Improving working memory in an ADHD teenager?
October 12, 2007 4:19 AM   Subscribe

Ways to improve working memory in humans that doesn't cost a whole chunk of money?

I am the father of an 15-year-old girl who's ADHD, as are her parents. My daughter is one of those kids the school system doesn't quite get: She's both gifted and impaired. It has been a real struggle to get the school system to meet her needs up to last year when she entered Carver Center. They do get it. Still, there are aspects of her impairment that I think need to be addressed in a more direct manner.

It's been my understanding that working memory can be improved by various methods, at least according to various papers I've seen via the Web. What I'm looking for is the most effective methodolgy for use by an ADHD teenager.
posted by Fferret to Health & Fitness (6 answers total) 10 users marked this as a favorite
How about a Nintendo DS and both Brain Age games. While it's $200, it's also pretty rigorous mental awakening/concentration training guised as quick paced trivial games. It's something she can do on her own in free moments -- and you can review her progress at any time.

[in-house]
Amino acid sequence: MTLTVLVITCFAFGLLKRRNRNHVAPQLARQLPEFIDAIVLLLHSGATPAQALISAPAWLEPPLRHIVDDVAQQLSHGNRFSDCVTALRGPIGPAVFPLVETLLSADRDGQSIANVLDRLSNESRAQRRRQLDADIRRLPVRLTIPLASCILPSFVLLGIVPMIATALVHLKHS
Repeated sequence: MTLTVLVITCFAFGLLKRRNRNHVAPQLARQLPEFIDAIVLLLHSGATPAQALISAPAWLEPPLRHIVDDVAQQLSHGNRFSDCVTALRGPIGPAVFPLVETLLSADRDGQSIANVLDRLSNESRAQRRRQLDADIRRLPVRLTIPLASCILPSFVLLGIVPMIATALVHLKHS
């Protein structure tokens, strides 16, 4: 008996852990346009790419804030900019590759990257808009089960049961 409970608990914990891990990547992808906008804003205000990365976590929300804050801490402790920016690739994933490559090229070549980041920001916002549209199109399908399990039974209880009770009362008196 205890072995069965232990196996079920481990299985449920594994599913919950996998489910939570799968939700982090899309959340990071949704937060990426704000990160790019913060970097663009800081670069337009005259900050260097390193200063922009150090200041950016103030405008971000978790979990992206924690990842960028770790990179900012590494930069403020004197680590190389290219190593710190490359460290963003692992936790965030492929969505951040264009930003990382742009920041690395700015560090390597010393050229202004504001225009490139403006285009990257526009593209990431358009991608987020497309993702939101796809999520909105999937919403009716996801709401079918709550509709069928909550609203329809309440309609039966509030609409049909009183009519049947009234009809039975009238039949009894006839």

posted by seanmpuckett at 5:44 AM on October 12, 2007

So, I've been working on doing the same thing, but for a different reason. This is not likely to be that helpful, but what I do is take walks and try to do problems in my head (I'm a math student). Not having a pen and paper in front of me forces me to try to hold all the concepts in my head at once. It's slowly working.
posted by number9dream at 10:46 AM on October 12, 2007

posted by ikkyu2 at 12:43 PM on October 12, 2007

What about playing Memory (the game)? As my brother and I got older, we combined multiple versions of the game to create "Super Memory". We both had ADD, but I'm not a child development expert.
posted by B-squared at 7:15 AM on October 13, 2007

Best answer: As it happens, I think I've found my own answer: This site does a pretty good job of researching this, and I've decided to go with the Mindfit software, since it's cheap, trackable, and not dependant on a therapist to monitor. Wish us luck, folks.
posted by Fferret at 11:12 AM on October 17, 2007

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